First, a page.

Massive news websites like the New York Times and Wall Street Journal generally sell monthly subscriptions. However, smaller publishers have moved to a combination of subscriptions and micropayments. The Winnipeg Free Press is the first newspaper in North America to launch a micropayment system. 
In March 2015 the paper launched a “27¢ solution.” People who read the paper online and consumed a lot of content can opt for a $16.99 monthly subscription. Those who read only certain articles and sections of the paper can pay 27¢ per article and receive a full refund if they don’t enjoy what they’ve read. As of mid-2016, the paper is earning about $8,000 per month from micropayments made by some 4,000 people.  Projections for 2016 aim for $100,000 from micropayments alone. 
And, Micropayments Spread Across the World
Curation, as it pertains to the written word, is the process of pulling together, sifting through and selecting news, opinion and other stories, then presenting them in a value-added fashion. Blendle.com, a company based in Utrecht, The Netherlands, launched its news curation service in 2014 and has now surpassed one million users.  It’s been called the “iTunes for news.” Initially covering news published in Dutch newspapers, it gives users easy access via the web or a mobile app to articles ranging from 13¢ to 38¢ each. The company opened the U.S. market  in March 2016, curating stories from 20 publishers.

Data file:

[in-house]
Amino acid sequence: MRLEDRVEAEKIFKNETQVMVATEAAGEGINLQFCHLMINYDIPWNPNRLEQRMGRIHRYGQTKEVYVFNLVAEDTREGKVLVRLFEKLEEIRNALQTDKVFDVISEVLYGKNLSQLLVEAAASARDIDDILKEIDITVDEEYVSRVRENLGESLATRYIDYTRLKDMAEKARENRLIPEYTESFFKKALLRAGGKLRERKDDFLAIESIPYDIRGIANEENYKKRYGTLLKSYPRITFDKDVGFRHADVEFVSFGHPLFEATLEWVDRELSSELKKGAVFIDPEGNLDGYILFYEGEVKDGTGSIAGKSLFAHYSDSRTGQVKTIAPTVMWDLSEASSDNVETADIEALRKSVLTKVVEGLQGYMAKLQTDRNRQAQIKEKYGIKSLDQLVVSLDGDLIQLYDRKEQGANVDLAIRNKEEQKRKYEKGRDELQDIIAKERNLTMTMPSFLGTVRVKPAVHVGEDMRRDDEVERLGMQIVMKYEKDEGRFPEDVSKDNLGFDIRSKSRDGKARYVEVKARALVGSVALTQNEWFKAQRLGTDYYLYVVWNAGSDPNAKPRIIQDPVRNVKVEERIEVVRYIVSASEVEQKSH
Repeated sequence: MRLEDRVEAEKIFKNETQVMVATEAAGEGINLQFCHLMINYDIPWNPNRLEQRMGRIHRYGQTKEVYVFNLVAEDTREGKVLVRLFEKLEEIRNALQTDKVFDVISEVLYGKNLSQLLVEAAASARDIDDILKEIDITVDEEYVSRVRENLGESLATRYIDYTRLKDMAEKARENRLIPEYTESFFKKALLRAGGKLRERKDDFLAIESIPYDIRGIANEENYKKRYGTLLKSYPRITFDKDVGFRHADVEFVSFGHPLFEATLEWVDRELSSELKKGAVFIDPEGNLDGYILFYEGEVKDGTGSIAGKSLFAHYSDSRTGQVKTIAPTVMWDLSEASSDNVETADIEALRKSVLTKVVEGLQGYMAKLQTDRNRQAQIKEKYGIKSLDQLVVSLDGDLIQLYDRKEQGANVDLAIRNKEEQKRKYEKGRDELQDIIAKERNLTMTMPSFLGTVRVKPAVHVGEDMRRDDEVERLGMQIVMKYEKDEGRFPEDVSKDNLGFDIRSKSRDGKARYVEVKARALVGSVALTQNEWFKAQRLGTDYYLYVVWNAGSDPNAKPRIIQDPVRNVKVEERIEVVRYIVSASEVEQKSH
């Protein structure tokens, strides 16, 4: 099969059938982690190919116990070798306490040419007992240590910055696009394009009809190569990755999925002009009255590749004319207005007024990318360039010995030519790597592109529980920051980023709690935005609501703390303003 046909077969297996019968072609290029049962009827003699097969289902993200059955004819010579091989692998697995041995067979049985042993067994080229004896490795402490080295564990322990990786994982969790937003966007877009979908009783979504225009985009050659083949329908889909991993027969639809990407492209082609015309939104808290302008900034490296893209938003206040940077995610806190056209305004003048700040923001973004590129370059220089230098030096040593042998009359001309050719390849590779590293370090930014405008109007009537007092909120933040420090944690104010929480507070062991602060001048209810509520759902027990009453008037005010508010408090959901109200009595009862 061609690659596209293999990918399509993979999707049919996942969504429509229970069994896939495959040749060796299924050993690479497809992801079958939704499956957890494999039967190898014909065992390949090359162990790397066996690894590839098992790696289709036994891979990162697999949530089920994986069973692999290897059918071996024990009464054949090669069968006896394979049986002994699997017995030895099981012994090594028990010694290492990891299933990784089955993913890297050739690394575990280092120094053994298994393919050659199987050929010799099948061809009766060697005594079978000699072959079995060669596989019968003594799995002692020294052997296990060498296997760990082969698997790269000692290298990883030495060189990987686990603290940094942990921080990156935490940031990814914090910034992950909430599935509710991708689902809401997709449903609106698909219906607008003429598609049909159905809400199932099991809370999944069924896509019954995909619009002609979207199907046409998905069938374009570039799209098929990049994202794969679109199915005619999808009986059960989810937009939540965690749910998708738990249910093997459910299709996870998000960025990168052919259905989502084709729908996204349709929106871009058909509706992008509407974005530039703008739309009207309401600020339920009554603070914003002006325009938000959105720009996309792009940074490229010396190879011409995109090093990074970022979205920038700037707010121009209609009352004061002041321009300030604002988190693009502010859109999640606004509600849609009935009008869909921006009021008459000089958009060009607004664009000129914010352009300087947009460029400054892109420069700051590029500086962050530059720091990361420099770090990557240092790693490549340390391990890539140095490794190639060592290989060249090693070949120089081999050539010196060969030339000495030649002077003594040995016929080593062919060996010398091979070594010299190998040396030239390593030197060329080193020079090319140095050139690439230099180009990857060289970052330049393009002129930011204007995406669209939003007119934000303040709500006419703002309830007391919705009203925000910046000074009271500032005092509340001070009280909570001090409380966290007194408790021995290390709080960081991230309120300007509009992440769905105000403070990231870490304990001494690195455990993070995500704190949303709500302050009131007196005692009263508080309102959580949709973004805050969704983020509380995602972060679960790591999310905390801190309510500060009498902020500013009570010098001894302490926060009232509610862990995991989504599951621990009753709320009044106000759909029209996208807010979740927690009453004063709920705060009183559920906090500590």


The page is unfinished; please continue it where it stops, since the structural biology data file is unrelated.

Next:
Why Micropayments Are So Popular
- Most people like to be in control of their lives, and that includes choosing their online digital content. You don’t want to be forced to buy an entire music CD when you only want a couple of songs. Micropayments leave you in control.
- You probably don’t want to sign up for subscriptions to Wall Street Journal ($87 for six months), New York Times ($6.25 per week) and TIME magazine ($30 per year) just to stay in touch with the news. Face it: No one wants to sign up, pay for, and manage monthly subscriptions to multiple publications. Nor do we want to keep track of multiple passwords, to repeatedly give out our credit card numbers, only to get reruns of the same tired news from each publisher. Micropayments let you pick and choose the articles you want to read from sites where you’re not subscribed.
- No one really wants to be interrupted with advertising. Therefore, app developers are increasingly choosing to provide in-app purchases and other micropayments in lieu of littering a mobile screen with ads. Allowing low friction micropayments generates revenue without annoying users.
Add Micropayments to Your Site
Adding micropayments to your website or blog is easy with Drizzle. You don’t need any but the most basic technical knowledge. For Wordpress sites, simply install our official plugin and you’ll be up and running. For Drupal websites, start an account and then you can download our module. For any other site, add a small snippet of code to your website. Either way, you’ll be able to monetize your digital assets and join publishers worldwide who have embraced a strategy that puts users in charge, and that puts new revenue in your bank.
You can charge micropayments using Drizzle for most any kind of content — text, video, images, digital downloads and any HTML content. Learn more at GetDrizzle.com.